All CC and NDC patients who had positive titers for VGKC (n = 20) plus 74 VGKC-negative patients (selected at random from CC and NDC) and 30 healthy controls were additionally tested for antibodies to the VGKC-complex associated proteins LGI1 and CASPR2 by CBA. Only one patient, with a positive VGKC-complex titer of 111 pm, had LGI1 antibodies. All other patients and controls were negative for LGI1 and all tests for CASPR2 were similarly negative. The LGI1 positive patient was a 61-year-old man with a 2-year history of focal dyscognitive seizures with oral automatisms (lip smacking) lasting a small number of minutes. He was subsequently retested and found to be negative for VGKC-complex and LGI1 antibodies following 4 months of treatment with controlled-release carbamazepine 400 mg twice daily.

There was no association between the presence of neurologic autoantibodies and age at enrollment and no difference in the relative prevalence of positive titers between males and females, when the CC and NDC cohorts were combined (Tables 3 and 4). Likewise, there was no difference in the presence of antibodies between patients with generalized, focal, or unclassified epilepsy, although all seven patients with elevated GAD antibodies (>100 units/ml) had focal epilepsy (Table 3). Further analysis of patients with focal epilepsy revealed a significantly higher prevalence of positive antibody titers in patients with focal epilepsies of unknown cause compared to patients with known structural/metabolic focal epilepsy (p < 0.02; Table 3). The duration of epilepsy at enrollment in the CC was not associated with the prevalence of elevated antibody titers, nor was the time since most recent seizure at enrollment in the NDC (p = ns, Table 4).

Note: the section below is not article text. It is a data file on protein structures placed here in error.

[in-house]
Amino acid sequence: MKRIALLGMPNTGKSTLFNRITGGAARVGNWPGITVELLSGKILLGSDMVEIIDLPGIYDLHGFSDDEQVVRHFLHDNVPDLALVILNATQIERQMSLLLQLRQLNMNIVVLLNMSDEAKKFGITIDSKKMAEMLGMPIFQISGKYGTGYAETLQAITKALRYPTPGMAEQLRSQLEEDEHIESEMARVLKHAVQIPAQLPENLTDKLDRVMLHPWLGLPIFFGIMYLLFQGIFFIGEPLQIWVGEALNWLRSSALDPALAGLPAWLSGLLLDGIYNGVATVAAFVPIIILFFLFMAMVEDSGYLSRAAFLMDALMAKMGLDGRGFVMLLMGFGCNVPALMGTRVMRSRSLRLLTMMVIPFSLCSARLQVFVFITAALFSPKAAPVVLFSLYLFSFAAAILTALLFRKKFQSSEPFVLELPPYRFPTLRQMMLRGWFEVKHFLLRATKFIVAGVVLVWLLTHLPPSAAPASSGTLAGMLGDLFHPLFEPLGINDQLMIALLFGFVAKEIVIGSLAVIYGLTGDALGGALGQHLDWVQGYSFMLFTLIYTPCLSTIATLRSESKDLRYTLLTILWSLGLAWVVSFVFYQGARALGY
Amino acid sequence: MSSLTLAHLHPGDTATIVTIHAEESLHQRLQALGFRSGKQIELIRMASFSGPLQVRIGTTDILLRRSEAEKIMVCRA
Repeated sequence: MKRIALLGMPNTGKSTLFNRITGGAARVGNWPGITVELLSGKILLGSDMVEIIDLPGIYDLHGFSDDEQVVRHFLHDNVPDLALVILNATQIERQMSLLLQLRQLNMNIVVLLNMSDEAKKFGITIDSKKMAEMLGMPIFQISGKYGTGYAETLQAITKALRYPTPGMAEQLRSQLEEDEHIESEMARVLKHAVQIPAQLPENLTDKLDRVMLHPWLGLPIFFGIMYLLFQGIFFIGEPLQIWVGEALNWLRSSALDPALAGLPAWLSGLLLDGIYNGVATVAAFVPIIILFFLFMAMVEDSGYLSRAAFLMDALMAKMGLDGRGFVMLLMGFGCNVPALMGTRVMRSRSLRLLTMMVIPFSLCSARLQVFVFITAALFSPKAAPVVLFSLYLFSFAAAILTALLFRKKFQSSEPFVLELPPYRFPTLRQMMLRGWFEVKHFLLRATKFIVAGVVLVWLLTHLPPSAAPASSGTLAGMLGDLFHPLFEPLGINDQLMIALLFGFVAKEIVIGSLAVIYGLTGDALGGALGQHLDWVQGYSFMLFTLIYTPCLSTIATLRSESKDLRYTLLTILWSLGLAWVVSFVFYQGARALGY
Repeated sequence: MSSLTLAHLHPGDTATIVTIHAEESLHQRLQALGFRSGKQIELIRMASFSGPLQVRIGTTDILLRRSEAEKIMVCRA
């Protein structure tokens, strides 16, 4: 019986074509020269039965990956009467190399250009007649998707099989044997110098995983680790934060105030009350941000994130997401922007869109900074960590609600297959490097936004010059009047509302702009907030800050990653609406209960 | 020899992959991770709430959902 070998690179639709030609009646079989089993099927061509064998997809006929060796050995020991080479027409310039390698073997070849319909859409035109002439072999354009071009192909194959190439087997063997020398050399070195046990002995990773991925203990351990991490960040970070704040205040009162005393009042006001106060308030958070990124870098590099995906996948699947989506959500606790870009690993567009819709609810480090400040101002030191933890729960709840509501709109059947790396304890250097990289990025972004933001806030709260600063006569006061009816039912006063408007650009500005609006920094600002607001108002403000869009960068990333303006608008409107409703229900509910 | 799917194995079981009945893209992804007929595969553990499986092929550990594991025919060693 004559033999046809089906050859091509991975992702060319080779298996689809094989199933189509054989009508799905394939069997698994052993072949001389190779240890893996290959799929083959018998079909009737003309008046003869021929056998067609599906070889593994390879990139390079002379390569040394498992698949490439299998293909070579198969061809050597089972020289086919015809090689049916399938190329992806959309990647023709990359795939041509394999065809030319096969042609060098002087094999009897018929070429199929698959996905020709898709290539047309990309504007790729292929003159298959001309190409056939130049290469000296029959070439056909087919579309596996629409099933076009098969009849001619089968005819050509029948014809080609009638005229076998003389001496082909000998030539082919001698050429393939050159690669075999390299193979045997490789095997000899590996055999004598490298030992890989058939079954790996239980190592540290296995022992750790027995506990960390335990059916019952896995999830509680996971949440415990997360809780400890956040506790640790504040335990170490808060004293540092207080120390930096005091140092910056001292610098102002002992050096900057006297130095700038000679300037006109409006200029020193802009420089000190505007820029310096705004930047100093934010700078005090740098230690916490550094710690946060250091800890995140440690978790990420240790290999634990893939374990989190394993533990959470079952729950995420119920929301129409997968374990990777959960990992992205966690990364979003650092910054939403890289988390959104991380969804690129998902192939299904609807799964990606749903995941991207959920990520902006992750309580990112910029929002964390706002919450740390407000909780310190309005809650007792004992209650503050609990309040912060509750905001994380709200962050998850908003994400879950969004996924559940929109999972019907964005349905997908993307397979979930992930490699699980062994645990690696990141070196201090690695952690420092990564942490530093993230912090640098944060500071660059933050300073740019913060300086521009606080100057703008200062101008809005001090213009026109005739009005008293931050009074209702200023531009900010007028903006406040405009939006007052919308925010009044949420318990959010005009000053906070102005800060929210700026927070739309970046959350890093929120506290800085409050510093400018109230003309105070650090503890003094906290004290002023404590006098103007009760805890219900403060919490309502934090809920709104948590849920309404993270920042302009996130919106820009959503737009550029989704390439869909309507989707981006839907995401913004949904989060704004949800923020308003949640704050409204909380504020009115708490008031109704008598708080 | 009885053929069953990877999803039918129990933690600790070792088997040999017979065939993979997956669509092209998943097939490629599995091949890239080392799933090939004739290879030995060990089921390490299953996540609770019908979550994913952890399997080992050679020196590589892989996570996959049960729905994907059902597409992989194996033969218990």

Table 3. Prevalence of neurologic autoantibodies by categorical demographic and clinical characteristics
 nVGKCVGCCGADNMDA-RGLY-RGLY-R/VGKCTotalp-Value
  1. VGKC, voltage-gated potassium channel; VGCC, voltage-gated calcium channel; GAD, glutamic acid decarboxylase; NMDA-R, NMDA receptor; GLY-R, glycine receptor.

  2. Results are expressed as the number of samples showing a positive titer in clinic and newly diagnosed cohorts combined. Statistical comparisons were performed by chi-square test or Fisher's exact test, as appropriate.